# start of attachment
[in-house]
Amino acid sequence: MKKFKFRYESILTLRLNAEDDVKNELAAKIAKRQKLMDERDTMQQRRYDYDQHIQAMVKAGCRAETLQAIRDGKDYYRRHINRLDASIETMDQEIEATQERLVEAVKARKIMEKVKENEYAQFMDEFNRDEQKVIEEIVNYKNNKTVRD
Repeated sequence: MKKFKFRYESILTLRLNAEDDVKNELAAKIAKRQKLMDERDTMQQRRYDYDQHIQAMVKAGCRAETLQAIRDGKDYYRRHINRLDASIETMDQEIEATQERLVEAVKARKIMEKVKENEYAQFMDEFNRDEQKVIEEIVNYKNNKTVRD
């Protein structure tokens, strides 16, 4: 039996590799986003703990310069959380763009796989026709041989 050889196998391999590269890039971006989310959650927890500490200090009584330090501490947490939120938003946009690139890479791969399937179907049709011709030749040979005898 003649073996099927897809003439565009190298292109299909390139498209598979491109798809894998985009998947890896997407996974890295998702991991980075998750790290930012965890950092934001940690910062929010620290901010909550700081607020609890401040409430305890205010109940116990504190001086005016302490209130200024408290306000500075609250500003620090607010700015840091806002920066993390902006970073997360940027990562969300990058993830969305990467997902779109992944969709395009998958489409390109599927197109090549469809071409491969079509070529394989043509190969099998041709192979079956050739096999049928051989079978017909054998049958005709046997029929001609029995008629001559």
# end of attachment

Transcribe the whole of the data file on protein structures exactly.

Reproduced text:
[in-house]
Amino acid sequence: MKKFKFRYESILTLRLNAEDDVKNELAAKIAKRQKLMDERDTMQQRRYDYDQHIQAMVKAGCRAETLQAIRDGKDYYRRHINRLDASIETMDQEIEATQERLVEAVKARKIMEKVKENEYAQFMDEFNRDEQKVIEEIVNYKNNKTVRD
Repeated sequence: MKKFKFRYESILTLRLNAEDDVKNELAAKIAKRQKLMDERDTMQQRRYDYDQHIQAMVKAGCRAETLQAIRDGKDYYRRHINRLDASIETMDQEIEATQERLVEAVKARKIMEKVKENEYAQFMDEFNRDEQKVIEEIVNYKNNKTVRD
């Protein structure tokens, strides 16, 4: 039996590799986003703990310069959380763009796989026709041989 050889196998391999590269890039971006989310959650927890500490200090009584330090501490947490939120938003946009690139890479791969399937179907049709011709030749040979005898 003649073996099927897809003439565009190298292109299909390139498209598979491109798809894998985009998947890896997407996974890295998702991991980075998750790290930012965890950092934001940690910062929010620290901010909550700081607020609890401040409430305890205010109940116990504190001086005016302490209130200024408290306000500075609250500003620090607010700015840091806002920066993390902006970073997360940027990562969300990058993830969305990467997902779109992944969709395009998958489409390109599927197109090549469809071409491969079509070529394989043509190969099998041709192979079956050739096999049928051989079978017909054998049958005709046997029929001609029995008629001559």